Darnella Frazier, the teenager who recorded George Floyd’s murder in Minneapolis last year, received a special citation by the Pulitzer Prize Board on Friday for capturing the video that started a nationwide racial reckoning last summer.
Frazier was 17 when she recorded the video of then-police officer Derek Chauvin kneeling on Floyd’s neck for nine minutes and 29 seconds.
The board honored the teen “for courageously recording the murder of George Floyd, a video that spurred protests against police brutality around the world, highlighting the crucial role of citizens in journalists’ quest for truth and justice.”
She joins a notable group of people who have previously been awarded Pulitizer special citations and awards, including Ida B. Wells, Aretha Franklin and Bob Dylan.
Frazier’s video was used as evidence in Chauvin’s trial this spring. A jury found him guilty of unintentional second-degree murder, third-degree murder and second-degree manslaughter.
Shortly after Chauvin was convicted in April, Frazier posted on Facebook, “George Floyd we did it!!”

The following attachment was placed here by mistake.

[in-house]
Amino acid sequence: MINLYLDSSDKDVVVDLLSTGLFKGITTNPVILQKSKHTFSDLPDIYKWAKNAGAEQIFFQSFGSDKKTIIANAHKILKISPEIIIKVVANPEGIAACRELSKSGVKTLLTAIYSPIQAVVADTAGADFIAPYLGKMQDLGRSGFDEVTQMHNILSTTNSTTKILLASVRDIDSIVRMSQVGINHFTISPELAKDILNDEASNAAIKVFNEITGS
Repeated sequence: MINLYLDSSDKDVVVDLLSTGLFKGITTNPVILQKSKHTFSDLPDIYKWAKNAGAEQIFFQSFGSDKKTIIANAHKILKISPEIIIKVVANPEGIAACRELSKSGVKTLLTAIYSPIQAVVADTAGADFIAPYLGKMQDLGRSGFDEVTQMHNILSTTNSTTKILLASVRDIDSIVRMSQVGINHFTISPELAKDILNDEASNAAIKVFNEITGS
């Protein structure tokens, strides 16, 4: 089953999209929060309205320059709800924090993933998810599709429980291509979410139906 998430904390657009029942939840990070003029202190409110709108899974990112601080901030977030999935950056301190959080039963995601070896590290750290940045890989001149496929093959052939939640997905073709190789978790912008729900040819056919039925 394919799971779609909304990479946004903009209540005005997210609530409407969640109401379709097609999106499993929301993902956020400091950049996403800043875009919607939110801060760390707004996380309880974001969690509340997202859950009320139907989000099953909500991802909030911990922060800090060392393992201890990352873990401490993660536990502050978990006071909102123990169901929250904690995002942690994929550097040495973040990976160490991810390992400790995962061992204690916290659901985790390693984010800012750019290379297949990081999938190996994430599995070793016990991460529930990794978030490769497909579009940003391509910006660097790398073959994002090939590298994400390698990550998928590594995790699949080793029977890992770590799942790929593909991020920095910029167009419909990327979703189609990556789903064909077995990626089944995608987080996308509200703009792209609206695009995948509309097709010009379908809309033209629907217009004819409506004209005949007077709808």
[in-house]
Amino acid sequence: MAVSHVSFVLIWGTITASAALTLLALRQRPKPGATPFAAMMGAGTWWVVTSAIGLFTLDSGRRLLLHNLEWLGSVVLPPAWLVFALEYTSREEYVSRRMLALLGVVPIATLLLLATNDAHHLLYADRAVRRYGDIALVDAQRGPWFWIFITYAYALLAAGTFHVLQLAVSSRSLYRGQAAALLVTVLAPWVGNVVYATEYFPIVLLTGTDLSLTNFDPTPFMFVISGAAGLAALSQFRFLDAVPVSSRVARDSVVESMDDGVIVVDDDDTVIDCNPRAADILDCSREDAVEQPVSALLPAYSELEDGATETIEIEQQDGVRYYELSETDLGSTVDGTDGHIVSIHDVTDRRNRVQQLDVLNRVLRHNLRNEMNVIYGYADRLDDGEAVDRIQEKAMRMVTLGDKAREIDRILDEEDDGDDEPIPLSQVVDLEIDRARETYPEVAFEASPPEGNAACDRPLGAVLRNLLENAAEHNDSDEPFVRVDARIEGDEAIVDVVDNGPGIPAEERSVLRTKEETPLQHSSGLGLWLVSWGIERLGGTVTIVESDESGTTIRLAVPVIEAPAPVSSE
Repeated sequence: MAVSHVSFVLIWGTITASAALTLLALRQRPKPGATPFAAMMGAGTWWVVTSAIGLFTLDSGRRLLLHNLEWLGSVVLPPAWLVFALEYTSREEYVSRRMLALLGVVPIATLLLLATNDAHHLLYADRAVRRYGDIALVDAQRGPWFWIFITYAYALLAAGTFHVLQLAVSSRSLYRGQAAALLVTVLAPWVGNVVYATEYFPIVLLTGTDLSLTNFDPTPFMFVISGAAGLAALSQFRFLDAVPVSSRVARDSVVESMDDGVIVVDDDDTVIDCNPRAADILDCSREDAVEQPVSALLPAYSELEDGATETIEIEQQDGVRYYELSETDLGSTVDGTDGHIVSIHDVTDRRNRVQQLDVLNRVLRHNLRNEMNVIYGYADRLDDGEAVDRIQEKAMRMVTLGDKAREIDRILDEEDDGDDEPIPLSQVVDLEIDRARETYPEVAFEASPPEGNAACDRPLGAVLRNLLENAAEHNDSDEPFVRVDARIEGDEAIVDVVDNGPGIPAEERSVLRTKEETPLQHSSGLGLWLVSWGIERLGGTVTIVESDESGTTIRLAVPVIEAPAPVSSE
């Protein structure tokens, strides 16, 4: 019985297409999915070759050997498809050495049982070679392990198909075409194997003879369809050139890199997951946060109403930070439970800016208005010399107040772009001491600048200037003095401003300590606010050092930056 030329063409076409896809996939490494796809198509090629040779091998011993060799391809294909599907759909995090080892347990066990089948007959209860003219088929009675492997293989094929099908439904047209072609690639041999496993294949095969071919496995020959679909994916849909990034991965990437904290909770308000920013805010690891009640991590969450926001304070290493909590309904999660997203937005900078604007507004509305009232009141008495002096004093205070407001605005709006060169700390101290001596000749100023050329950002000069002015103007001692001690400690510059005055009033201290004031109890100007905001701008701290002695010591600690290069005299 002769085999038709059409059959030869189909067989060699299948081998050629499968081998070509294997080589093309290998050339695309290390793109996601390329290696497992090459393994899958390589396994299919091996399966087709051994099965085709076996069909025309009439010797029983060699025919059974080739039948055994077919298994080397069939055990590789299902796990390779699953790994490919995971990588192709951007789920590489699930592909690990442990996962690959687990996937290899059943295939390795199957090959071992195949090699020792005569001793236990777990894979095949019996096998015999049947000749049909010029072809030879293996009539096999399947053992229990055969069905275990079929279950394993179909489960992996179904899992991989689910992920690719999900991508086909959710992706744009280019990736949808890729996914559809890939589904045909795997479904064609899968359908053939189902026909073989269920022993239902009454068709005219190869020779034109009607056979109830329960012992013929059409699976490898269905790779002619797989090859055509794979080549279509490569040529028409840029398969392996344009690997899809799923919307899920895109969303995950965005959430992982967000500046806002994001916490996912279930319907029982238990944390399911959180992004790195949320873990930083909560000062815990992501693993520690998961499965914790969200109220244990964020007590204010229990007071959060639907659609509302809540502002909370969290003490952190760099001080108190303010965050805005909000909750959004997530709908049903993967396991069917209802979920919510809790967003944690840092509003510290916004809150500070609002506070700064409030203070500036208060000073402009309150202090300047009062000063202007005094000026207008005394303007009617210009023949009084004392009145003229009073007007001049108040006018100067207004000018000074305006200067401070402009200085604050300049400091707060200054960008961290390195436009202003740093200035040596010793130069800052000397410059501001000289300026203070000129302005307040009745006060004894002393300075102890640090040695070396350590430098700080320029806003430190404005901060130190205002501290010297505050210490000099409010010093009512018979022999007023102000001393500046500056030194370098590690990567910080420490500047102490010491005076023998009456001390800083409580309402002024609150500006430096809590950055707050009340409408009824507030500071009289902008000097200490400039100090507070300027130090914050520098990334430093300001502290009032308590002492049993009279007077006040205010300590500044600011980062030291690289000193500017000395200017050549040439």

“Justice has been served,” she added.
She recently said she was proud of herself for capturing the footage though it became a “traumatic life-changing experience.”
The awards, administered by Columbia University, recognize reporting in newspapers, magazines and digital news outlets.
This year coverage of the COVID-19 pandemic, racial injustice, and the presidential election dominated the awards.
The New York Times received this year’s prize for public service.
“The prize is awarded to the New York Times for courageous, prescient and sweeping coverage of the coronavirus pandemic that exposed racial and economic inequities, government failures in the US and beyond, and fill the data vacuum that helped local governments, healthcare providers, businesses and individuals to be better prepared and protected,” the board said.